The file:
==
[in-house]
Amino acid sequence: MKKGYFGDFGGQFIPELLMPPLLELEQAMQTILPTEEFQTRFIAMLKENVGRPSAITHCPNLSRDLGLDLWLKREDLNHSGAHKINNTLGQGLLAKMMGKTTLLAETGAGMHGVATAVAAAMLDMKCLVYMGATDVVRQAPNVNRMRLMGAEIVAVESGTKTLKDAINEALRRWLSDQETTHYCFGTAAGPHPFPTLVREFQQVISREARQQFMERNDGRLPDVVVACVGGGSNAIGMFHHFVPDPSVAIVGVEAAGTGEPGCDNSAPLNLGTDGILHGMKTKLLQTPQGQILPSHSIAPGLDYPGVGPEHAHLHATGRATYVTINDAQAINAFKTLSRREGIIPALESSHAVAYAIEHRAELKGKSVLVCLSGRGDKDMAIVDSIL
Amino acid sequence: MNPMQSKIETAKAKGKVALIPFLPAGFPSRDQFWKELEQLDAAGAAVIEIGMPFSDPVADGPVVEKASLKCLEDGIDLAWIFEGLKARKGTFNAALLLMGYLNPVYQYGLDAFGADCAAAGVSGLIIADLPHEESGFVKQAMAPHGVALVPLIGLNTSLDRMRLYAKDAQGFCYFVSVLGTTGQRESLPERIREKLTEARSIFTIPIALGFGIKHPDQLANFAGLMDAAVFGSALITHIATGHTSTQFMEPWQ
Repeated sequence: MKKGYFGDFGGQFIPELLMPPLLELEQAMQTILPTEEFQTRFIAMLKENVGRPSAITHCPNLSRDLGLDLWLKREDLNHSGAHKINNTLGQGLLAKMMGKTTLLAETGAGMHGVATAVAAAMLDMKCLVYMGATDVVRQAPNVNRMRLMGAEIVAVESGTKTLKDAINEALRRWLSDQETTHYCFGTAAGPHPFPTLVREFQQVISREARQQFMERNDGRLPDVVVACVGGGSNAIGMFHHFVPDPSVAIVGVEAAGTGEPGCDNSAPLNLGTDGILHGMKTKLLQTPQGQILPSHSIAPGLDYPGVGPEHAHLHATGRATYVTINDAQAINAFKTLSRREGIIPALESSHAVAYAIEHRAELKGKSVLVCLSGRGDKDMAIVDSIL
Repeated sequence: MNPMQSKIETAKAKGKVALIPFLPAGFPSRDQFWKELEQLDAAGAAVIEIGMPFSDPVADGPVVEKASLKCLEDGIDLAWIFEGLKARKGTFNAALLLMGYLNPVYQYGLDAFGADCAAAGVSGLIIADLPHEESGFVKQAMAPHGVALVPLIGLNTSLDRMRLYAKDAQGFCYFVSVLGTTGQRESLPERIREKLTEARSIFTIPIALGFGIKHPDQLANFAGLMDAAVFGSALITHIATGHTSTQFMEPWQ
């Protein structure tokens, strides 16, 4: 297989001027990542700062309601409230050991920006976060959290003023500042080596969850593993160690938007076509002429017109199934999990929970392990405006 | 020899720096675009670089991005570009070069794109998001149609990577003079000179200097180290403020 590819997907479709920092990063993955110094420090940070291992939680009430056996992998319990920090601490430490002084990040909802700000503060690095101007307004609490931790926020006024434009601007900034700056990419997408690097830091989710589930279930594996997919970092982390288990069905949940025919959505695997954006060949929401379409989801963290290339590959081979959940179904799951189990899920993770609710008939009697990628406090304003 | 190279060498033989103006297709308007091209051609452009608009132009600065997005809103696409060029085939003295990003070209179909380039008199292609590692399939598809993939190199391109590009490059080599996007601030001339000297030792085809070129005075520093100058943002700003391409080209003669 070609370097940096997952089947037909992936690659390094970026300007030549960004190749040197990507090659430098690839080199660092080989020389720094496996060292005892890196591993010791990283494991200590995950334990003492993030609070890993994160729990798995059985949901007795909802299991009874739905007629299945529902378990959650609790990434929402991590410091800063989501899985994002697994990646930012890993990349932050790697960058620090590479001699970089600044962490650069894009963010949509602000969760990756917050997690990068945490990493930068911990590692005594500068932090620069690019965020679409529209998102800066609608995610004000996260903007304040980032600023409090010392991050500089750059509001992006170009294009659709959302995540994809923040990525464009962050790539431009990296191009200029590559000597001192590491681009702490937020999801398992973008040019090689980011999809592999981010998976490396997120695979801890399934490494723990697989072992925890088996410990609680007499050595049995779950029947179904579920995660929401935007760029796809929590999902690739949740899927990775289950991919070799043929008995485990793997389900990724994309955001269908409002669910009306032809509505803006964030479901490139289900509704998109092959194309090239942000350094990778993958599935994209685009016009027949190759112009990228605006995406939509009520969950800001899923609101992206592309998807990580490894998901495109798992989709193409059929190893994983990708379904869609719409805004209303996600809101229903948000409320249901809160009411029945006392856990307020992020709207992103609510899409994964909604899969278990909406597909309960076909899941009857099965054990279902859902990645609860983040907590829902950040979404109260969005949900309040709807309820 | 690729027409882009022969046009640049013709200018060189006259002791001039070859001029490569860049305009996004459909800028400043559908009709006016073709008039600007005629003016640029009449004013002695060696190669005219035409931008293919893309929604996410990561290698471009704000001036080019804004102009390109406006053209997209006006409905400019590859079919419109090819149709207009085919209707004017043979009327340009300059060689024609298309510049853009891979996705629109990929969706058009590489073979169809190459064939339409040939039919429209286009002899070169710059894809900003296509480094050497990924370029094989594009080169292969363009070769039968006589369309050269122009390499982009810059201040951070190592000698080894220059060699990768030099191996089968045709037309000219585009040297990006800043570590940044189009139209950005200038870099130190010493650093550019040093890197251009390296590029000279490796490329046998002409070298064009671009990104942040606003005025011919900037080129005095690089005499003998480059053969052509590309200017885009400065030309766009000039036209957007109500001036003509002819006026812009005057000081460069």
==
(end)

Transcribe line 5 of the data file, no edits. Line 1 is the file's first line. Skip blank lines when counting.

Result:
Repeated sequence: MNPMQSKIETAKAKGKVALIPFLPAGFPSRDQFWKELEQLDAAGAAVIEIGMPFSDPVADGPVVEKASLKCLEDGIDLAWIFEGLKARKGTFNAALLLMGYLNPVYQYGLDAFGADCAAAGVSGLIIADLPHEESGFVKQAMAPHGVALVPLIGLNTSLDRMRLYAKDAQGFCYFVSVLGTTGQRESLPERIREKLTEARSIFTIPIALGFGIKHPDQLANFAGLMDAAVFGSALITHIATGHTSTQFMEPWQ